Peer to Peer Lending Through Lending Club

A note from Slug:  This is another guest post from Noreen.  This week she's written a nice review of Lending Club.  I personally have no experience with Lending Club, but I spent several years bidding on loans at their rival Prosper.  Anecdotally, I have heard that Lending Club lenders tend to be more satisfied than Prosper lenders due to more accurate risk assessments of borrowers.  I'd love to hear comments on your experience at either Lending Club or Prosper.

Peer-to-Peer Lending Scene of the Lending Club

Social or peer-to-peer lending is one example of society reversing traditional roles to fill gaps where tight bank lending has left many people without loan options. Individuals, rather than institutions, are in the position to decide whether to approve a loan and at what interest rate. Anyone interested in investing but leery of the stock market, real estate or other banking options might want to consider this option. This is a solid alternative that allows you to control your money.  Lending Club is one such social lending service that helps fund someone’s dream or consolidate debt at a reasonable rate while providing an investment opportunity for others. The agreement is much like lending to a family member or friend, but the arrangements are made through a secure, legal and efficient lending network.

For Lenders

Start by signing up as a Lending Club investor to see if you qualify; restrictions apply, so be sure to read the fine print. After being approved, you’ll need to deposit funds into an approved account. Select the criteria and desired interest rate for borrowers you’re interested in lending to or accept a diverse group of accounts that the Lending Match tool automatically chooses based on your criteria. Lending Club divides your choices into A, B, C, D, or E rated borrowers – the A’s having the highest FICO scores.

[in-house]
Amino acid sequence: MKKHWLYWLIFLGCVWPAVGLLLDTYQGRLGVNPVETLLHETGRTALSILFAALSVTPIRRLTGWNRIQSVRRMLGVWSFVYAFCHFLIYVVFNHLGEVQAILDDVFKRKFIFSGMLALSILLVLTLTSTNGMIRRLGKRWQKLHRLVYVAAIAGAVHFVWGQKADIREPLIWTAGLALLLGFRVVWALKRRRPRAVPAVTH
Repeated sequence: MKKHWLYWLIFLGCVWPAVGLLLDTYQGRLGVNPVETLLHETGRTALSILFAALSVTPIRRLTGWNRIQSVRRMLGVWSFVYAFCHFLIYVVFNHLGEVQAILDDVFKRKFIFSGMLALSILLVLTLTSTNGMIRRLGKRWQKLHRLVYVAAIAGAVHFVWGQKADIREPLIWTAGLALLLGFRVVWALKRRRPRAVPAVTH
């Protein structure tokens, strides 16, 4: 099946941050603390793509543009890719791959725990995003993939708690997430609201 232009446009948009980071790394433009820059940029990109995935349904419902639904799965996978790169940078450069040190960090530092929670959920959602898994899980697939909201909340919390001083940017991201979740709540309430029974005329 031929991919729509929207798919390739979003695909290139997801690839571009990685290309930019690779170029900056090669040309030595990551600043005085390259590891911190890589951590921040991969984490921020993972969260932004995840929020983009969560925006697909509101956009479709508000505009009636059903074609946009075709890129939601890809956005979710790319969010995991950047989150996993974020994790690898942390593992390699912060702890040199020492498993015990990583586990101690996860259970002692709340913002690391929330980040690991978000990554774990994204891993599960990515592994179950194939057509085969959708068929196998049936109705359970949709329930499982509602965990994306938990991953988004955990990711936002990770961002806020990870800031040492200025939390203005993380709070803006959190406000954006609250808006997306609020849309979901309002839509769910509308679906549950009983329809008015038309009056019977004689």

You will know exactly the interest rate you’ll be paid, if the investment works. Payments of principal and interest are distributed every month with no charge for maintenance.  By using the Lending Match tool, you can also review potential client profiles, including their credit score, income and a description of need from the borrower. Higher risk loans would be charged a higher interest rate; while responsible borrowers will enjoy a lower rate. Invest in a single loan or spread it across a number of individual loans to minimize the risk. Scrutinize the account activity on a regular basis.

For Borrowers

For consumers who find it extremely hard to get approved for a loan, peer-to-peer lending offers an unlimited pool of opportunities. Sign up as a Lending Club borrower for a fixed-rate, 3-year loan for up to $25,000.  Once you’re approved, most loans are funded in less than two weeks. Loan payments are made automatically from your bank account.
As with all investments, there are risks with peer-to-peer lending. Only invest money that you can afford to lose, and keep in mind this is a highly speculative investment as these loans are unsecured. If an account goes into default, the loan is sent to collections, but there is no guarantee that you’ll be able to recoup your money. Gains are taxed as regular income, just as if you had invested in the stock market.

My Personal Opinion